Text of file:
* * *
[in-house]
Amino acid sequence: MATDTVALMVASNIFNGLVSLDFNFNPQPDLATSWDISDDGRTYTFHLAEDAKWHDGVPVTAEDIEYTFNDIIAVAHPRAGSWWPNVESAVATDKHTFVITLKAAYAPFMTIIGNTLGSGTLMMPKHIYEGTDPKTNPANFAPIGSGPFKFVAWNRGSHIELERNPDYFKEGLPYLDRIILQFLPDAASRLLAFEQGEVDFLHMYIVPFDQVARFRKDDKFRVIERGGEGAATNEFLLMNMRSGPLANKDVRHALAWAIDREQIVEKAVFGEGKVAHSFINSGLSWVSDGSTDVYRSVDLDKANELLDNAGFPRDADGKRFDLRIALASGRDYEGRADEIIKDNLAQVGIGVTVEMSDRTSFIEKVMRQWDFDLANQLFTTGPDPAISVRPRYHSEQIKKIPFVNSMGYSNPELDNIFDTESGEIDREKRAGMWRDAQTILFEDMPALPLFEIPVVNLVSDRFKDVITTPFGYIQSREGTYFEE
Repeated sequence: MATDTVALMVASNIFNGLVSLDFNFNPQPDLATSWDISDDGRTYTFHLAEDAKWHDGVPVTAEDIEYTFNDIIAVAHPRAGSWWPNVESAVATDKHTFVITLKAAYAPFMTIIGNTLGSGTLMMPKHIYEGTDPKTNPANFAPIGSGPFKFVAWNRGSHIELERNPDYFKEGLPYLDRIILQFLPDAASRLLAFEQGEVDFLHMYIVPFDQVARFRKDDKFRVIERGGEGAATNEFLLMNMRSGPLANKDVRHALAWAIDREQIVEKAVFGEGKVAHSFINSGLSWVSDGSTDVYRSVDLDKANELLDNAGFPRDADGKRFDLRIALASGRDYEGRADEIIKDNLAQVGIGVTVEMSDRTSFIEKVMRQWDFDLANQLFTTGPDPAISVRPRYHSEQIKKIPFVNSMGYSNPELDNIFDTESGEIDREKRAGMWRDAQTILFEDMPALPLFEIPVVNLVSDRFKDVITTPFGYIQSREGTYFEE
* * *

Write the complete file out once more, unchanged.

[in-house]
Amino acid sequence: MATDTVALMVASNIFNGLVSLDFNFNPQPDLATSWDISDDGRTYTFHLAEDAKWHDGVPVTAEDIEYTFNDIIAVAHPRAGSWWPNVESAVATDKHTFVITLKAAYAPFMTIIGNTLGSGTLMMPKHIYEGTDPKTNPANFAPIGSGPFKFVAWNRGSHIELERNPDYFKEGLPYLDRIILQFLPDAASRLLAFEQGEVDFLHMYIVPFDQVARFRKDDKFRVIERGGEGAATNEFLLMNMRSGPLANKDVRHALAWAIDREQIVEKAVFGEGKVAHSFINSGLSWVSDGSTDVYRSVDLDKANELLDNAGFPRDADGKRFDLRIALASGRDYEGRADEIIKDNLAQVGIGVTVEMSDRTSFIEKVMRQWDFDLANQLFTTGPDPAISVRPRYHSEQIKKIPFVNSMGYSNPELDNIFDTESGEIDREKRAGMWRDAQTILFEDMPALPLFEIPVVNLVSDRFKDVITTPFGYIQSREGTYFEE
Repeated sequence: MATDTVALMVASNIFNGLVSLDFNFNPQPDLATSWDISDDGRTYTFHLAEDAKWHDGVPVTAEDIEYTFNDIIAVAHPRAGSWWPNVESAVATDKHTFVITLKAAYAPFMTIIGNTLGSGTLMMPKHIYEGTDPKTNPANFAPIGSGPFKFVAWNRGSHIELERNPDYFKEGLPYLDRIILQFLPDAASRLLAFEQGEVDFLHMYIVPFDQVARFRKDDKFRVIERGGEGAATNEFLLMNMRSGPLANKDVRHALAWAIDREQIVEKAVFGEGKVAHSFINSGLSWVSDGSTDVYRSVDLDKANELLDNAGFPRDADGKRFDLRIALASGRDYEGRADEIIKDNLAQVGIGVTVEMSDRTSFIEKVMRQWDFDLANQLFTTGPDPAISVRPRYHSEQIKKIPFVNSMGYSNPELDNIFDTESGEIDREKRAGMWRDAQTILFEDMPALPLFEIPVVNLVSDRFKDVITTPFGYIQSREGTYFEE